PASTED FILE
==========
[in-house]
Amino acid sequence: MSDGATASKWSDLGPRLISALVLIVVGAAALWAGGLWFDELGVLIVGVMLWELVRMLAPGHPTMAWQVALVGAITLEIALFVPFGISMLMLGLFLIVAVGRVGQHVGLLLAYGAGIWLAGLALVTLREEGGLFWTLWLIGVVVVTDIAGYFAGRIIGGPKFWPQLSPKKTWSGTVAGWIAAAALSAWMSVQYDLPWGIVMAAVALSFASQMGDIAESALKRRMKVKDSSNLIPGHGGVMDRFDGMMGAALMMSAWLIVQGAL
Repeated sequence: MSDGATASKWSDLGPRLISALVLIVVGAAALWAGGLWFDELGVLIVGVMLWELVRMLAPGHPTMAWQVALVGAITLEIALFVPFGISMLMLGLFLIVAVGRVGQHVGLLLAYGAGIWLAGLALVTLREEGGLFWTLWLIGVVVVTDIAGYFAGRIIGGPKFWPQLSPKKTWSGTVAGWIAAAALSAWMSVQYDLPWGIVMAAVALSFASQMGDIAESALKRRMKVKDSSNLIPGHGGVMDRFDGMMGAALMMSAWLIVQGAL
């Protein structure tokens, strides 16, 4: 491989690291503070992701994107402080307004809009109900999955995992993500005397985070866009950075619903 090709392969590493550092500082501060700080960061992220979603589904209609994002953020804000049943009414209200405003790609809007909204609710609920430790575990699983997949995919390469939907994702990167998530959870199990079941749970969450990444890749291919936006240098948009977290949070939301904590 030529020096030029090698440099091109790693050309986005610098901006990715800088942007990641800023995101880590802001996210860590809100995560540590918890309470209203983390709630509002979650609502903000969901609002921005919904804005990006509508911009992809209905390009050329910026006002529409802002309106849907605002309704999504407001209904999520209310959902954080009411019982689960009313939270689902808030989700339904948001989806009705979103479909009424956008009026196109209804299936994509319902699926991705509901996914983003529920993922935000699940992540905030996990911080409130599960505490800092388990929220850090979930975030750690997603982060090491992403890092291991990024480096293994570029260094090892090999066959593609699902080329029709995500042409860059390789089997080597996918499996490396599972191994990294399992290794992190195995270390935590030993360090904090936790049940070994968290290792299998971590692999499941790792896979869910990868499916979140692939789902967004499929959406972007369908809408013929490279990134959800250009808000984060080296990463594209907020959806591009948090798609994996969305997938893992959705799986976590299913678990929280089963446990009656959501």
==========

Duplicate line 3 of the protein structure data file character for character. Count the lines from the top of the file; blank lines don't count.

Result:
Repeated sequence: MSDGATASKWSDLGPRLISALVLIVVGAAALWAGGLWFDELGVLIVGVMLWELVRMLAPGHPTMAWQVALVGAITLEIALFVPFGISMLMLGLFLIVAVGRVGQHVGLLLAYGAGIWLAGLALVTLREEGGLFWTLWLIGVVVVTDIAGYFAGRIIGGPKFWPQLSPKKTWSGTVAGWIAAAALSAWMSVQYDLPWGIVMAAVALSFASQMGDIAESALKRRMKVKDSSNLIPGHGGVMDRFDGMMGAALMMSAWLIVQGAL